• Infection
  • Bleeding
  • Leg vein thrombosis
  • Injury to nearby organs such as bowel, bladder or urethra, requiring further surgery.
  • Complications related to laparoscopy such as damage to blood vessels, bowels, and port site hernia.
  • Conversion to open surgery in case of unexpected complication or finding; such as malignancy.

Comparison with Open Surgery:

Key hole surgery

Open Surgery

Incision

Few small 0.5 to 1 cm

Large 8- 10cm

Scar healing

Smaller scars mean faster more extensive healing

Larger scar heals slower

Risk of internal adhesions

Greatly reduced due to less incision

Moderate risk

Risk of infection

Greatly reduced due to less exposure to external environment

Moderate risk

Hospital stay

Approx 2 days

Approx 1 week

Overall healing time (Time off work)

2- 3 weeks

Approx 5 to 6 weeks

Need for pain medication

Reduced

Significant

What to expect

What happens before surgery?

Once you have been referred by your GP you will have a personal consultation with a SWEC physician. Here the doctor will explain the condition that affects you and the likely outcome of non-treatment and treatment alternatives. Where surgery is the solution, the indication, the risks and benefits of treatment and whether your condition is suitable for keyhole surgery will be discussed. The ideal time within which your surgery should take place will also be organized.

You should take the time to consider our recommendations and whether or not you want to ask for other expert opinions, before making your final decision to proceed.

Once you decide to undergo surgery you will need to sign the consent form for the recommended treatment and an admission paper for the hospital.

Keyhole surgery is normally performed under general anaesthesia, this means you will be asked not to eat or drink anything for six hours before surgery. On admission you will be seen by a member of our nursing staff and your anaesthetist to discuss any issues you may have and to prepare you for the operation.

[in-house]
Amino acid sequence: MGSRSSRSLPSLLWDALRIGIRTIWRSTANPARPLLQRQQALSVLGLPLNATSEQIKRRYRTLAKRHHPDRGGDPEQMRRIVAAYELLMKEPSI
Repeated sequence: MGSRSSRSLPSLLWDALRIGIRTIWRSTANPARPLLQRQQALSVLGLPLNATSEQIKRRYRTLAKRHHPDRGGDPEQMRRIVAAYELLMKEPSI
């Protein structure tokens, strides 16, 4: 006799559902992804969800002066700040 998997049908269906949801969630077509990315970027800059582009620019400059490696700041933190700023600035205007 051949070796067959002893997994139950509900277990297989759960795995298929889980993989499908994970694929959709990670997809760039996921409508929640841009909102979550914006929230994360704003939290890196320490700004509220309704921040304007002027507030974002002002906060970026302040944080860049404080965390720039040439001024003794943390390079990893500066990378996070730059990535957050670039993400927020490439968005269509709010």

Please inform your doctors of any allergy or past anaesthetic problems as early as possible.

What to expect following the operation?

Recovery following the operation depends upon the type of procedure you have undergone. Generally, you may experience some of the following symptoms which may last for a day or two:

  • Pain at the site of the incisions
  • Shoulder tip pain from the gas used
  • Abdominal bloating sensation
  • Mild nausea related to anaesthesia
  • Mild vaginal bleeding or discharge

Recovery at home:

Following your discharge from hospital, avoid strenuous exercises for about a week. Remove the bandages from the incisions the day after surgery. Apply an antiseptic solution and leave them exposed to dry. You will be advised if the sutures will dissolve on their own or if they need to be removed.

Vaginal bleeding will usually settle within a few days and you should use sanitary pads to control this rather than tampons to avoid infection. You may resume sexual activity as soon as it is comfortable for you, unless otherwise directed by your doctor.

Please notify your surgeon, your family doctor or the hospital you attended immediately if you have:

  • Severe or increasing pain
  • Fever
  • Nausea or vomiting
  • Persistent or heavy bleeding
  • Redness, swelling or discharge from the incisions